A colleague of mine faced a problem; her team, driven by mission, wanted to keep working to get their important work done but the organization could not afford to pay the overtime.
Another equally important challenge management faces today; the demand by the workforce for a greater work/life balance. How is this supposed to happen when there are not enough hours in the day to get the work done?
So how can we help our ourselves and our teams get the job done in less time, avoid overtime pay and create the time for the ‘balance’ items?
The solution, we need to be more productive! What is an easy way to be more productive? The field of industrial engineering holds some secrets on how to accomplish this. Studies have shown if you can eliminate unnecessary interaction with technology you can save time.
Here are just three easy to implement time savers to reduce unnecessary time spent interacting with technology:
-Limit your number of key-strokes
-Limit your number of corrections
-Limit the number of repetitions
Today limiting the number of keystrokes isn’t just typing. The concept includes such actions as homing (moving the hand to mouse and keyboard), clicking the mouse, pointing and mental operations (deciding what to do next). Take the time to organize your interaction. Get to what you want to as fast as possible the moment you turn your device on. Learn how to shortcut to files, websites, etc. While a bit of time is required to set up these ‘pointers,’ just do it! Milliseconds add up!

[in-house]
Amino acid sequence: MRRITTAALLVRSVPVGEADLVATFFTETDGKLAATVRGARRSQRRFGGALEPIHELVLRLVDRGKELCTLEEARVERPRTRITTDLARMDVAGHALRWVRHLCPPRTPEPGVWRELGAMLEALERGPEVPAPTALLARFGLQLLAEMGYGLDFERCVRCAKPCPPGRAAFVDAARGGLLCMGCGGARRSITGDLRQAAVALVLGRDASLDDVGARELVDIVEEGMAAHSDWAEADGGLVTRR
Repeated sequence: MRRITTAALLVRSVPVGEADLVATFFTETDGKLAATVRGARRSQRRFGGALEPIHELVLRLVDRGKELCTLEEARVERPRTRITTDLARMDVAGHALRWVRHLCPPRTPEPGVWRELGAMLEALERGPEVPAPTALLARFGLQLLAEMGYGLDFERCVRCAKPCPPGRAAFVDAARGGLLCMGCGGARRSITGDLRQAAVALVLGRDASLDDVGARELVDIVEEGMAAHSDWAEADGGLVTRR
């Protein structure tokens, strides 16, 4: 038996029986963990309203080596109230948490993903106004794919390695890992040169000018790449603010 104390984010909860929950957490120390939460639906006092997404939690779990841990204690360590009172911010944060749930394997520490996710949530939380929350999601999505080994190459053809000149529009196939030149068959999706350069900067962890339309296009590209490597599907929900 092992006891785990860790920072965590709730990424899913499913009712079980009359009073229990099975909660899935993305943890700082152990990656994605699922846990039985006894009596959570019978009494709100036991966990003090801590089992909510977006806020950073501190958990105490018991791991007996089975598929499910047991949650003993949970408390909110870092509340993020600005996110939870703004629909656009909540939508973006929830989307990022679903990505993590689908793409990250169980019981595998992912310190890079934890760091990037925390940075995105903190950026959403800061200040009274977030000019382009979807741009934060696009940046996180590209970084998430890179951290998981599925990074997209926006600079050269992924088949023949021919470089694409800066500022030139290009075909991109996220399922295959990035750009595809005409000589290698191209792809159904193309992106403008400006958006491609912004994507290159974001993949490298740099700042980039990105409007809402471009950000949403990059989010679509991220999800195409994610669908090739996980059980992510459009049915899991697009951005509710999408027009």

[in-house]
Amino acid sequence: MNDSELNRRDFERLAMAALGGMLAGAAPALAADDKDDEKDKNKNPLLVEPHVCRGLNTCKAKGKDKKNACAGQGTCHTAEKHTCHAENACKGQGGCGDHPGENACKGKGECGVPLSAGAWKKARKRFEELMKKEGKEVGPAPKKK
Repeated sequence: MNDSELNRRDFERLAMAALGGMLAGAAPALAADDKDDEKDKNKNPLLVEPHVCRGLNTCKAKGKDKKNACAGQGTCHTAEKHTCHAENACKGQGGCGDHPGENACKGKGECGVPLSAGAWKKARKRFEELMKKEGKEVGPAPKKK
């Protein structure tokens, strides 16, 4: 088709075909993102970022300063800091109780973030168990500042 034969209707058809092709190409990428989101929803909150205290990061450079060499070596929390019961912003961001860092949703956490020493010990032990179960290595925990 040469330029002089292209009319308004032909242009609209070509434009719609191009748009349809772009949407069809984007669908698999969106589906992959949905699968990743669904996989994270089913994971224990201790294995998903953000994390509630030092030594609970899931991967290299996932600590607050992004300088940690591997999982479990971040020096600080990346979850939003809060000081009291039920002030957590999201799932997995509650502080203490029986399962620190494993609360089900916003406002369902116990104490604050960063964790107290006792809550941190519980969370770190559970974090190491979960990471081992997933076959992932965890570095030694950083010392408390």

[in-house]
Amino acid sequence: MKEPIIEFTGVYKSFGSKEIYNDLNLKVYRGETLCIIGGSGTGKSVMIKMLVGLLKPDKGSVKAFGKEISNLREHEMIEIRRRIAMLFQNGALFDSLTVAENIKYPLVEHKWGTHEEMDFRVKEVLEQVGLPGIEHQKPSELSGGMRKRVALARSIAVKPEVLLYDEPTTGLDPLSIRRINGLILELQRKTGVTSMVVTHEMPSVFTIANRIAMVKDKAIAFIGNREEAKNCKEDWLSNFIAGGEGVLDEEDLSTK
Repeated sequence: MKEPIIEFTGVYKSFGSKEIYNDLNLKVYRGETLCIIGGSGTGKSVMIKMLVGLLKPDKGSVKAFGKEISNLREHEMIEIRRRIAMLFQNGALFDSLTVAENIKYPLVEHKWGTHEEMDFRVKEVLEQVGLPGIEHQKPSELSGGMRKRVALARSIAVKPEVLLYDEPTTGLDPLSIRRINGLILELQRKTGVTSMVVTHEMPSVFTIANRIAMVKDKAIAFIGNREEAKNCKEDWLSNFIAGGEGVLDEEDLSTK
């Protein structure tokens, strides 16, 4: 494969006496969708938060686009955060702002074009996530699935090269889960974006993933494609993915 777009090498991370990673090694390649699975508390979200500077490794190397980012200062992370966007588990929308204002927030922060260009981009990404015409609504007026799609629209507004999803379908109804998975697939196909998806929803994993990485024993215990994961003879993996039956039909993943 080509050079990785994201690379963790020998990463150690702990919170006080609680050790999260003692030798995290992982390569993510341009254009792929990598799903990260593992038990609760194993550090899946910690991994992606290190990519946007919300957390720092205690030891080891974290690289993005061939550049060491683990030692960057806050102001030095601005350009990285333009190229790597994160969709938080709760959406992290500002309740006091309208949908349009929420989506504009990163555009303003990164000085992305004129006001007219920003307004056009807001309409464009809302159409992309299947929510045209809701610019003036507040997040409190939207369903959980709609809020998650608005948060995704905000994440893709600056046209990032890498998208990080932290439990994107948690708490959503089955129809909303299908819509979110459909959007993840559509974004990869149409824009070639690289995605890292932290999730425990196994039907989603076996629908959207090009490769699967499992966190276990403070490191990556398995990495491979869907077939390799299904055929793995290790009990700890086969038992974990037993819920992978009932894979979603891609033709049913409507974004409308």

Just slow down and limit multi-tasking and interruptions when you need to focus on completing a sentence, doing text, etc. Just do a simple test on the last five texts-how many times did you have to make corrections-try to eliminate having to make these corrections. It is easier and faster to get it right the first time!
In the course of the day, how many times do you have to type your email address, or physical address, or other common words and phrases? Technology has auto-fill features and plug-ins you can use and shortcuts so you don’t have to type or speak an entire phrase.
Finally, when you say I just don’t have time to “learn” how to save time by reducing this unnecessary technology interaction, make the time. Set aside just even 15 minutes a week during a less than productive time of your work day and learn some new tricks by reading a blog, watching a tutorial on YouTube, doing a quick web-search or even going to the help section on your device to learn these tricks.
Do the math! If you are spending 4 hours a day interacting with your technology and you could just be even 10% more efficient you could gain 24 minutes a day. You have gained the time to get the real work done, and maybe even enough time to take a quick walk and improve that work/life balance.